Fri, Jul. 17, 5:54 PM
- As exploration costs fall, Morgan Stanley's emerging markets analysts see the most upside for China's Cnooc (NYSE:CEO), Argentina's YPF and India's ONGC.
- Cnooc boasts the third-largest production growth rates among emerging markets E&P players, the highest realized oil prices and lowest costs within China's top three oil companies, and better production and development know-how than PetroChina (NYSE:PTR) and Sinopec (NYSE:SNP) on offshore reserves, Stanley says.
- YPF's current valuation is attractive due to the near-term growth of the existing asset base, leaving a sizable unconventional upside as a free option, and forex pass-through in fuel prices has been working over the past five months and protecting margins, the firm says.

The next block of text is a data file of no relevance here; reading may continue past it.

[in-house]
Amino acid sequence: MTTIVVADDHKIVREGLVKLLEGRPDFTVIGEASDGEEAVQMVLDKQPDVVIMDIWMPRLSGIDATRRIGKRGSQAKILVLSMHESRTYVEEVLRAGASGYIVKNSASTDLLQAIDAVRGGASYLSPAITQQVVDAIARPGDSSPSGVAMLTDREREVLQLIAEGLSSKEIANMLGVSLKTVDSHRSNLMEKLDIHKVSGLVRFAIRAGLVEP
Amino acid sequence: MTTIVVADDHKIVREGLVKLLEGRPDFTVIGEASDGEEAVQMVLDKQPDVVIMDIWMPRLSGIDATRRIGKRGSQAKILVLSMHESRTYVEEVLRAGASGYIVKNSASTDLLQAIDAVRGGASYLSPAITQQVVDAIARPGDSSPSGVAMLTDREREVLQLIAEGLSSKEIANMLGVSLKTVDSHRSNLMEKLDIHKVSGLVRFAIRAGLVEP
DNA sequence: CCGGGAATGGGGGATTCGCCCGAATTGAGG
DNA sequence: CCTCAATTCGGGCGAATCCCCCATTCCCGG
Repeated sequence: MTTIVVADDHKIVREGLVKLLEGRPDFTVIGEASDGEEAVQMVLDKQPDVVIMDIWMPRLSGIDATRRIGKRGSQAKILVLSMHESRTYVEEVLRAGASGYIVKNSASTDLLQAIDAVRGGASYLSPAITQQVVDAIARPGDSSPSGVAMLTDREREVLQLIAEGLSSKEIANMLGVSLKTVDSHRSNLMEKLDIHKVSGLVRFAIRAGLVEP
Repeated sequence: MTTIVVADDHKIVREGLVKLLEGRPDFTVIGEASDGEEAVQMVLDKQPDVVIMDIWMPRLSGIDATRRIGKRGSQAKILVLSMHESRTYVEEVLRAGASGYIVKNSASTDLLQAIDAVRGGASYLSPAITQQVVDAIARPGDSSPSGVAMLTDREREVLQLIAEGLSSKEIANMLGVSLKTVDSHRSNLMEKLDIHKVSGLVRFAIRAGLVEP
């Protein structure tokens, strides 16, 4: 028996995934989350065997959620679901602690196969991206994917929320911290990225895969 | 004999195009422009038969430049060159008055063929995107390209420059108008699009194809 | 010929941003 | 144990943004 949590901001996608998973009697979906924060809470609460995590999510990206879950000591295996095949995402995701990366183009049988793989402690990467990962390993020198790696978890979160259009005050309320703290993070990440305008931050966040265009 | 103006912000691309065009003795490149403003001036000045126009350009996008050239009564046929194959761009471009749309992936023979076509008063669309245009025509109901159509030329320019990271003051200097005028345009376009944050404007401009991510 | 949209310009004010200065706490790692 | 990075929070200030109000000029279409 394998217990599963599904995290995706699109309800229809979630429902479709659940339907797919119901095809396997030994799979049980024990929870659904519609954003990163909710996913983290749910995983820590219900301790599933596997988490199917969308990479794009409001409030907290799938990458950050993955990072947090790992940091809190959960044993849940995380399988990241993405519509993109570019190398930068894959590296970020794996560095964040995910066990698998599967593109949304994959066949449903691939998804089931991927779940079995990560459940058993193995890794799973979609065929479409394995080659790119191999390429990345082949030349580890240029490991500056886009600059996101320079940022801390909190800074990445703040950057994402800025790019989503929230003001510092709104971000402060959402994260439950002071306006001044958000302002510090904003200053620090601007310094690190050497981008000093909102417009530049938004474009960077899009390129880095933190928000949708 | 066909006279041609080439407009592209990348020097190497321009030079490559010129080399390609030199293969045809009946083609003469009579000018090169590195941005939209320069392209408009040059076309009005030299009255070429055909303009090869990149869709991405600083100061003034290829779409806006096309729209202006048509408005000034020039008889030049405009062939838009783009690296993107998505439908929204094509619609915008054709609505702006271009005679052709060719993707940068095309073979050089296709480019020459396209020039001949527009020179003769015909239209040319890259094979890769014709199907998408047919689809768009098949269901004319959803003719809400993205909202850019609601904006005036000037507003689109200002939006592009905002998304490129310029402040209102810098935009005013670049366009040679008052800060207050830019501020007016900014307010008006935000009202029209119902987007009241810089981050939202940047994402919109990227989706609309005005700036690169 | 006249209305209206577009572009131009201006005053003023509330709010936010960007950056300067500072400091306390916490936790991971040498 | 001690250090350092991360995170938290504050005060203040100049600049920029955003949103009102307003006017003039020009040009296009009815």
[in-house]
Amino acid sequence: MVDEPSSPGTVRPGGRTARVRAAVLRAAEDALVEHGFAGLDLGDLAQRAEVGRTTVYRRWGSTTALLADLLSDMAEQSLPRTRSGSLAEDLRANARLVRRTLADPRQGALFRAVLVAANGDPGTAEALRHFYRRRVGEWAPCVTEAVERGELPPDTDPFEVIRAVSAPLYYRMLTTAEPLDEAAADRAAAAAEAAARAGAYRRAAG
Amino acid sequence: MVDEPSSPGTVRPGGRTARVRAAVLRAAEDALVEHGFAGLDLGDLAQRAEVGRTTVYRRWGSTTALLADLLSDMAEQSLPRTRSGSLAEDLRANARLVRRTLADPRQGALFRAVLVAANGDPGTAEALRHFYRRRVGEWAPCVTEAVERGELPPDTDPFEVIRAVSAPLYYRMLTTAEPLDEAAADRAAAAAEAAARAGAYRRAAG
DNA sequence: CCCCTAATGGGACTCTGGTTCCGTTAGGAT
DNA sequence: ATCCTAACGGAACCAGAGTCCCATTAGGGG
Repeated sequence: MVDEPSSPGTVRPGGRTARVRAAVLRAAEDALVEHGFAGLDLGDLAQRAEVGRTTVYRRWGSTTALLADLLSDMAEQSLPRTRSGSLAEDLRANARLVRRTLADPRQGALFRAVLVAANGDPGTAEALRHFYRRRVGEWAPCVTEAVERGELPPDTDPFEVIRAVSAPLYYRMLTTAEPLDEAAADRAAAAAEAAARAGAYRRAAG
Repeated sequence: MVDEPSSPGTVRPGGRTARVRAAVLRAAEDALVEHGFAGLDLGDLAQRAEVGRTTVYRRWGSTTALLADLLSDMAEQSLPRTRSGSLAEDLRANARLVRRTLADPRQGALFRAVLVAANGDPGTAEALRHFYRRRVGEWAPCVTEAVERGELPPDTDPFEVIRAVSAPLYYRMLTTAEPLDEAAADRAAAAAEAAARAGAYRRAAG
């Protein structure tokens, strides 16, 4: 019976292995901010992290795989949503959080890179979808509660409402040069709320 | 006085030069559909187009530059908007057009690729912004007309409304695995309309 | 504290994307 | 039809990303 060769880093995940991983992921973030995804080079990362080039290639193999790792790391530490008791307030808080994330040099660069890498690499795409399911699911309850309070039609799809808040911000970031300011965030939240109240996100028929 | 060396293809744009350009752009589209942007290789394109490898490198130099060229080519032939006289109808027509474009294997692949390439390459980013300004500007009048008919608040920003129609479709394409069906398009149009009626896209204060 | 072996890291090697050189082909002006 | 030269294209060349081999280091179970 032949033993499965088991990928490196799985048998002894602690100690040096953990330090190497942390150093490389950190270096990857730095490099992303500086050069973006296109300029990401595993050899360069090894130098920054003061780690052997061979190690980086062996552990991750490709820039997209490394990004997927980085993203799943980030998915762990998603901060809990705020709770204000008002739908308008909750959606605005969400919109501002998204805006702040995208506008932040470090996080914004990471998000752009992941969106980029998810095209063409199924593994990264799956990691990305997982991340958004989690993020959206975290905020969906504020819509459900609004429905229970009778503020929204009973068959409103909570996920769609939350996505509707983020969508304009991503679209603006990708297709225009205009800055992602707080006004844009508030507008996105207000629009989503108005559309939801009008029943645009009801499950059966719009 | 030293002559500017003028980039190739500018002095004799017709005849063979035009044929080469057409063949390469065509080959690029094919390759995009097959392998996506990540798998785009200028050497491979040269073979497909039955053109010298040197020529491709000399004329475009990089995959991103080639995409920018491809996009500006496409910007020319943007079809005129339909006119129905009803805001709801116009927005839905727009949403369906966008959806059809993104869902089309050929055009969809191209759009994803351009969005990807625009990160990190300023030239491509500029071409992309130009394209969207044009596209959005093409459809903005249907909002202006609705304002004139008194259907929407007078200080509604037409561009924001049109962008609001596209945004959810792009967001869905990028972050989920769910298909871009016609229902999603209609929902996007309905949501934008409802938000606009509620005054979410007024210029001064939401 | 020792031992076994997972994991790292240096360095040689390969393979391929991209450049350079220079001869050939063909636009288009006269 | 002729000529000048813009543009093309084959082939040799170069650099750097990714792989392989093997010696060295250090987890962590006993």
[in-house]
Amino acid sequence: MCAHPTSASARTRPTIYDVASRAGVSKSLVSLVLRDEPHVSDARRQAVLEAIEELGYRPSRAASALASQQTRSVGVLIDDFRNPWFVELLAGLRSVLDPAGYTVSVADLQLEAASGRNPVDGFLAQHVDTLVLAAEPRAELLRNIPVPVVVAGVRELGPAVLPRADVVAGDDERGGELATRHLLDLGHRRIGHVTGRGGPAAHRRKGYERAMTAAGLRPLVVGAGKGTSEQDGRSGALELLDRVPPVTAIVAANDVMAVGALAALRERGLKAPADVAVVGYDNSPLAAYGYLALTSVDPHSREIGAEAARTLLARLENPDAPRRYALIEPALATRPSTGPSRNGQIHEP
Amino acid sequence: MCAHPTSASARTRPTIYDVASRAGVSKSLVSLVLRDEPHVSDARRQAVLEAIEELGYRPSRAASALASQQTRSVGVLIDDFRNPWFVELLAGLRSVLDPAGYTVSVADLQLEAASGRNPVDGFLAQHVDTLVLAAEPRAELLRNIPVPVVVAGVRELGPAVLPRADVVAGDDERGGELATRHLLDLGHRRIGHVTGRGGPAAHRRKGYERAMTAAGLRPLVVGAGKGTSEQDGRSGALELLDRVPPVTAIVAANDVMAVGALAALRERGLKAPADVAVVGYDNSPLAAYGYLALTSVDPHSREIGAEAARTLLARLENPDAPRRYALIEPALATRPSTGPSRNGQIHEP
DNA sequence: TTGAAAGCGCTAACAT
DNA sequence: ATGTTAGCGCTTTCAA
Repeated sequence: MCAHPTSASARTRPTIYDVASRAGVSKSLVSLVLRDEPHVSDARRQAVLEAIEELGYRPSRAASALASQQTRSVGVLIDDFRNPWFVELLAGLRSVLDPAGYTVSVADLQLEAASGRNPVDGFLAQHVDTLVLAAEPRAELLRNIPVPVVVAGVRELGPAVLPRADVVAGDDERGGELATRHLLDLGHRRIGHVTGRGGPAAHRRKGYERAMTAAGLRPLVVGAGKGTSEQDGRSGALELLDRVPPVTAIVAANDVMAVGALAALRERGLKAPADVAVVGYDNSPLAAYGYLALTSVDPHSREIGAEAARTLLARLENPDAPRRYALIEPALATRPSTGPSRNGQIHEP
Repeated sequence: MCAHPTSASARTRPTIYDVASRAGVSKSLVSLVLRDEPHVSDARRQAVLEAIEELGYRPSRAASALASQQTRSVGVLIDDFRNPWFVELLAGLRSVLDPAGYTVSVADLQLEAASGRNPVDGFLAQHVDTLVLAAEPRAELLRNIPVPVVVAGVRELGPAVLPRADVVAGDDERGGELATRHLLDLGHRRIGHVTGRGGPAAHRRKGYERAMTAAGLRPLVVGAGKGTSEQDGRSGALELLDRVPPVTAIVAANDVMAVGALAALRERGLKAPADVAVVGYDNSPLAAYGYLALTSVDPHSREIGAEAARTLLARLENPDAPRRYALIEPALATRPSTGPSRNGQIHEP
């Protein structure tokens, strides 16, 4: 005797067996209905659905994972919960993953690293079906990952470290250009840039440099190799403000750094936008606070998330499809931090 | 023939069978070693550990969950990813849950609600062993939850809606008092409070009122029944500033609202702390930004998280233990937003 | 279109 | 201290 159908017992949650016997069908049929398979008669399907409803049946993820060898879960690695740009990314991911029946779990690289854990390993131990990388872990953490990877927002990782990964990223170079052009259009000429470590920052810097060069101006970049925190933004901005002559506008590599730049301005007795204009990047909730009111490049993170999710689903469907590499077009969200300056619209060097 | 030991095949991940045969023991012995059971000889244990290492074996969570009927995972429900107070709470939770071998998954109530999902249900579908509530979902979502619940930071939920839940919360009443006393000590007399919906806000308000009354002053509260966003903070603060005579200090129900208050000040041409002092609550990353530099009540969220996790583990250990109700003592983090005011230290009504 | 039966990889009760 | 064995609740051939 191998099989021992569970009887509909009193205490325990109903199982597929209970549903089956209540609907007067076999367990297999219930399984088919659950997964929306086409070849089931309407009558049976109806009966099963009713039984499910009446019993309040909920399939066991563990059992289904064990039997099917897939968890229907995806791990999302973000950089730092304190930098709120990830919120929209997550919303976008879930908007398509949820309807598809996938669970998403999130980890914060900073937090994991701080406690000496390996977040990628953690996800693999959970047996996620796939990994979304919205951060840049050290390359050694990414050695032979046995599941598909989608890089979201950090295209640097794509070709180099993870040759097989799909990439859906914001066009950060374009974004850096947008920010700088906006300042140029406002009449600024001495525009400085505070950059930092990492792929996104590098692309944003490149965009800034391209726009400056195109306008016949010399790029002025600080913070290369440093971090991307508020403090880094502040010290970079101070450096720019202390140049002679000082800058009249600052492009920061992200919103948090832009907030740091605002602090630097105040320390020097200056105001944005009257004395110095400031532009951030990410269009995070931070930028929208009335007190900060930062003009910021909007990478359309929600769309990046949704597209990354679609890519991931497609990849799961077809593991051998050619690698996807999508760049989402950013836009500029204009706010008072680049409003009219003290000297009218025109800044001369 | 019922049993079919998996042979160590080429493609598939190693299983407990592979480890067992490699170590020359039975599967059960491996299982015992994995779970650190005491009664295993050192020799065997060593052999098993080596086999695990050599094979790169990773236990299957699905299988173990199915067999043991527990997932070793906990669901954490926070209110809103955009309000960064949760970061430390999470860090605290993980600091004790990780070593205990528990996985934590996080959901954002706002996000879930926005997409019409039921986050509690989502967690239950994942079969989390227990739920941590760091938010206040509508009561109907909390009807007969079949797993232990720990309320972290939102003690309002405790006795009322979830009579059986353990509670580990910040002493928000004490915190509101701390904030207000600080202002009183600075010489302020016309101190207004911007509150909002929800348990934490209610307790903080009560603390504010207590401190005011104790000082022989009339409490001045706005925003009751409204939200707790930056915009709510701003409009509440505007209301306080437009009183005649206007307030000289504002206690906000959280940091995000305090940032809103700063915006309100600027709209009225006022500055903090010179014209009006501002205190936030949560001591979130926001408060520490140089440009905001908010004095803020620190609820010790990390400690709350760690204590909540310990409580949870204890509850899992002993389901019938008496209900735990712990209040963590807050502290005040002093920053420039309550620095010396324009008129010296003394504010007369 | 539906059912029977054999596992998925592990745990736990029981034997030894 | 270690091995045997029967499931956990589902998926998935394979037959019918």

- Stanley suggests avoiding Gazprom (OTCPK:OGZPY), Ecopetrol (NYSE:EC) and Petrobras (NYSE:PBR), which it calls its least favorite stock as the company will continue to generate negative free cash flow through 2018 and cash flows primarily will service bondholders to the detriment of equity holders.
Tue, Jul. 7, 12:27 PM
- China's crude oil production looks set to rise this year from a record 4.2M bbl/day in 2014 as new production from Cnooc (NYSE:CEO) helps to counter reductions from its two bigger domestic rivals, PetroChina (NYSE:PTR) and Sinopec (NYSE:SNP).
- While there is no official Chinese production outlook, information from the biggest state oil companies indicates China's output will rise slightly in 2015, largely due to increased production from Cnooc.
- China raised its output in the first five months of this year by 1.8% Y/Y to 4.25M bbl/day, vs. growth of just 0.1% over the same period in 2014.
Wed, Jun. 17, 6:23 PM
- Canada's environment ministry says it has approved the Royal Dutch Shell-backed (RDS.A, RDS.B) Canada LNG liquefied natural gas project in British Columbia, contingent on complying with 50 conditions throughout the life of the project.